However, a broad range of cycling cultures remains across the continent. There are areas where cycling is strongly culturally embedded, such as the Netherlands and individual cities that have built on the popularity of cycling during the pandemic and have subsequently continued improving their cycling infrastructure, such as Paris. In many parts of Europe, cycling remains a marginal phenomenon though, with only a small number of people regularly using a bicycle as a means of transport. In 2022, more Europeans reported that they did not think cycling infrastructure had recently improved in their area than did report improvements.
Electric bike sales are breaking recordsA particularly significant trend in the cycling industry has been the widespread adoption of e-bikes. E-bikes (electronically power-assisted cycles or EPACs) are equipped with a battery-powered motor that supports the rider but is capped at a maximum speed of 25 km/h. Sales of e-bikes across Europe have been rising year-on-year and exceeded 5 million units in 2021. Germany, France, and the Netherlands, where e-bikes have become a popular option for commuting and leisure trips, are currently the largest markets on the continent.
E-bikes have also started to be adopted for last-mile deliveries in cities. Electric cargo bikes' agility and low environmental impact make them a viable alternative to light commercial vehicles for transporting smaller cargo items in urban areas.
Supply chain disruptions are affecting bicycle salesWhile demand for bicycles has surged in Europe, supply chain problems have constrained manufacturers' ability to meet this increasing demand. Bicycle suppliers have been reporting waiting times of more than one year to fulfill orders of new bikes. Delays have been largely due to shortages of bicycle components. Like other sectors, the bicycle industry has been affected by the surge in the cost of containers and shipping and the COVID-related reduction of production capacity in China. Additionally, e-bikes, which require electrical components, have been affected by the global semiconductor shortage.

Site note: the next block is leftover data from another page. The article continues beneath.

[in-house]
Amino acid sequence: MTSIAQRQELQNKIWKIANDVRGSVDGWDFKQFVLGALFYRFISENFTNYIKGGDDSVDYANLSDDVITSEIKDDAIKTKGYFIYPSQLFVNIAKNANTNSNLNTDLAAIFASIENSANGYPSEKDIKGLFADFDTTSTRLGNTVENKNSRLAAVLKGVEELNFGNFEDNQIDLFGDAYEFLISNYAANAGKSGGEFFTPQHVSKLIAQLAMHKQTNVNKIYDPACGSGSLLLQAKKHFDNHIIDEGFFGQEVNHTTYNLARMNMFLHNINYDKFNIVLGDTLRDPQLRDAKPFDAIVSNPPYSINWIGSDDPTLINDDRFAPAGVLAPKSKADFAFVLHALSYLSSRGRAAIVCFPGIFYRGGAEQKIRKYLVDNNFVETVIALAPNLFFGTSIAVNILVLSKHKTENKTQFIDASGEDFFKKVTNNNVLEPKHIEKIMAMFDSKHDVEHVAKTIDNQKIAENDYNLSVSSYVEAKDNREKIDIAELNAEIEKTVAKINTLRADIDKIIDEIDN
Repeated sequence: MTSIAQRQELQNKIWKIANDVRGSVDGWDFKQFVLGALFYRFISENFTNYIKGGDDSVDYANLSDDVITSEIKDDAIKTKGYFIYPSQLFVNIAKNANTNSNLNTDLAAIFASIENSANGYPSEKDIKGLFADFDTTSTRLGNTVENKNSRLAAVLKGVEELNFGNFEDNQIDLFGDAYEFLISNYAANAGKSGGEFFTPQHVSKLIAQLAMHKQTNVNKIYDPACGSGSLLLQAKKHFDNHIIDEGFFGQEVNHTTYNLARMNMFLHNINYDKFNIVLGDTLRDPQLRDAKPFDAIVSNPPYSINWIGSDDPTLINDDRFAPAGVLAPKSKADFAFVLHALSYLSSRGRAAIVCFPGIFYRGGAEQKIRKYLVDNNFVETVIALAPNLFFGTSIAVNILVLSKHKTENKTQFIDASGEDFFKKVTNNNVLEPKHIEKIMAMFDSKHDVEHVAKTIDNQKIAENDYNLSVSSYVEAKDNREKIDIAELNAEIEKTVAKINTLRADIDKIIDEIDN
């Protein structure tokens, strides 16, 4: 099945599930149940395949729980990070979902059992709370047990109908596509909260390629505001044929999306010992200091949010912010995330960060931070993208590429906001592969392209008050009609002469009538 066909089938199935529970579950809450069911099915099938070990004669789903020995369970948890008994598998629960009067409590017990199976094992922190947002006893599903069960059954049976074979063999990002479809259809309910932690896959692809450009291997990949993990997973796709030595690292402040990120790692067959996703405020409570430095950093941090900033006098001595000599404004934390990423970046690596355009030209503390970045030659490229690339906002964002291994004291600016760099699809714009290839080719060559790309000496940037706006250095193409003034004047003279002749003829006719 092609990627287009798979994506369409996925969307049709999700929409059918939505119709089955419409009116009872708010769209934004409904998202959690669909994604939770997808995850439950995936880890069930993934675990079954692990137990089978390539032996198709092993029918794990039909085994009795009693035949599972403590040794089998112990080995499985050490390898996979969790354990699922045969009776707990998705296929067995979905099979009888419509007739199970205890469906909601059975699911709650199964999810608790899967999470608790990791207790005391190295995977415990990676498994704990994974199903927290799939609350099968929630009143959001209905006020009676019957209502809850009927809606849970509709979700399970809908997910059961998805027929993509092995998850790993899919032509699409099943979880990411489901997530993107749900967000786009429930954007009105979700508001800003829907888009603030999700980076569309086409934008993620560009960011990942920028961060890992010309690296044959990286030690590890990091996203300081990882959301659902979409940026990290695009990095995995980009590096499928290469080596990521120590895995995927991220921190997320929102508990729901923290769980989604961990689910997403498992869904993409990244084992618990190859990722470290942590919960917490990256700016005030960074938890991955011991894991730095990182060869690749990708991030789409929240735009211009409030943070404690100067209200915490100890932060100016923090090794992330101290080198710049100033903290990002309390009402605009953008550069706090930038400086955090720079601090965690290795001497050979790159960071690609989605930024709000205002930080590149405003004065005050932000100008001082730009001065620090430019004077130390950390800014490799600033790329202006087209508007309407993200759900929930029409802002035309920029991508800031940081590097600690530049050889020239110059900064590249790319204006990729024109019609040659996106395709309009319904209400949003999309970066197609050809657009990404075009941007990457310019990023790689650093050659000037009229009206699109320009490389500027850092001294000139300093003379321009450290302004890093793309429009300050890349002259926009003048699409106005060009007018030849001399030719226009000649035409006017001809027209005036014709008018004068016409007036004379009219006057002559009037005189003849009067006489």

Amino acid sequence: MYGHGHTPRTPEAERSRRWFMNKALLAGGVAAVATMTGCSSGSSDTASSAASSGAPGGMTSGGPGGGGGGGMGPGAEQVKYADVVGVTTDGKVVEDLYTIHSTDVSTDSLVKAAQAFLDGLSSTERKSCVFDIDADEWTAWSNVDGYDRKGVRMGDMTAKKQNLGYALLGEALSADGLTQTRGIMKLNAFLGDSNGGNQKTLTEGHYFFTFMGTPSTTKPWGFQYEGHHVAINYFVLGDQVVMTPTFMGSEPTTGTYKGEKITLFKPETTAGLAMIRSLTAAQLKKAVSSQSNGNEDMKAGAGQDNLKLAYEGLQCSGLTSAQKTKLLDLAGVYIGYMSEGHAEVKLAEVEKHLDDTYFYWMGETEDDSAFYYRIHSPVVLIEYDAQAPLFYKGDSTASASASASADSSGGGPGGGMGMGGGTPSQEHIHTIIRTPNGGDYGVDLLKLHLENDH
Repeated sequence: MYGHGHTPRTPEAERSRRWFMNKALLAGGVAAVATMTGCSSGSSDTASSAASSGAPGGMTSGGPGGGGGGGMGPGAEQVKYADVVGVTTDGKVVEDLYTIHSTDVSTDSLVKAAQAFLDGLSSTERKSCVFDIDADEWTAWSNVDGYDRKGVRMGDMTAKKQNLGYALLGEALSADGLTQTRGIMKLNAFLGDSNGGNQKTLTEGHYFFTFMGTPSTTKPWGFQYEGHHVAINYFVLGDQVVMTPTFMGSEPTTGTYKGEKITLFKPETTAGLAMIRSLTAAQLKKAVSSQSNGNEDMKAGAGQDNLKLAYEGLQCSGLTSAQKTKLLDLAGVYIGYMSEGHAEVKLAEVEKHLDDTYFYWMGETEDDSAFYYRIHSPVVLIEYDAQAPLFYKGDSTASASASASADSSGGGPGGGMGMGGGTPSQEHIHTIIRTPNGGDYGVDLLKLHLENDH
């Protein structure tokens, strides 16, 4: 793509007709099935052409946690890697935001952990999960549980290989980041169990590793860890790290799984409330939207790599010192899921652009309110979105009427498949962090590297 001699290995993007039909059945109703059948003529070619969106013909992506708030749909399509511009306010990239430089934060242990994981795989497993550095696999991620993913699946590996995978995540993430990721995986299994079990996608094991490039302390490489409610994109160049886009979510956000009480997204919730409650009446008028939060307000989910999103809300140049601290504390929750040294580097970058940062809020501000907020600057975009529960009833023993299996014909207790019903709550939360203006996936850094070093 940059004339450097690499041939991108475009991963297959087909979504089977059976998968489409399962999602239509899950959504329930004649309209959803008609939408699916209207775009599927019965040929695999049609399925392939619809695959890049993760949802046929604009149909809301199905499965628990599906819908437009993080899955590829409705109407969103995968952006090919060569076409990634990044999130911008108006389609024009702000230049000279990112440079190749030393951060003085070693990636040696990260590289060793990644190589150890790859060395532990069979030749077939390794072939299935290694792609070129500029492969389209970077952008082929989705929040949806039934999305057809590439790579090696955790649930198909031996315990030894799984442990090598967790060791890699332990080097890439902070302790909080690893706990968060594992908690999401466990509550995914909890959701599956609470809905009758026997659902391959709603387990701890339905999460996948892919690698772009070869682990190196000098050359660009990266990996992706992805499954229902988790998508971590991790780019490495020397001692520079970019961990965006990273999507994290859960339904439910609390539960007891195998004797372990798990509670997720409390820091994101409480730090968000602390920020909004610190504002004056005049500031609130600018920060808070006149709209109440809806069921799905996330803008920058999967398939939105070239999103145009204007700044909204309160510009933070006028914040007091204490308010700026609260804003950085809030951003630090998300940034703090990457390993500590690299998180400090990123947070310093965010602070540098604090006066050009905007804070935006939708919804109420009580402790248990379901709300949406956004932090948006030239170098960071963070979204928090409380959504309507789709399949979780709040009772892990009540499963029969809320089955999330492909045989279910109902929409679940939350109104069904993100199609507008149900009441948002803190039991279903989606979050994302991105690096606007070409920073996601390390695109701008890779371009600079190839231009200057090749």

Supply chain problems have less impacted companies manufacturing in Europe for the European market, but many still rely on components manufactured in Asia. Nonetheless, European bicycle production grew during the pandemic, with the number of bicycles produced in the EU rising from 12 million in 2019 to 12.5 million in 2021. Anti-dumping measures introduced by the EU in 2019 had already reduced the import of bicycles to the trading bloc from China and had strengthened domestic production.
Portugal's bicycle and component manufacturing sector has been able to profit particularly strongly from the return of production of bicycles for the European market to the continent. Historically, Germany and Italy had been the largest bicycle producers in Europe but have been overtaken by Portugal in recent years, which now produces more than a fifth of all bikes manufactured in the EU.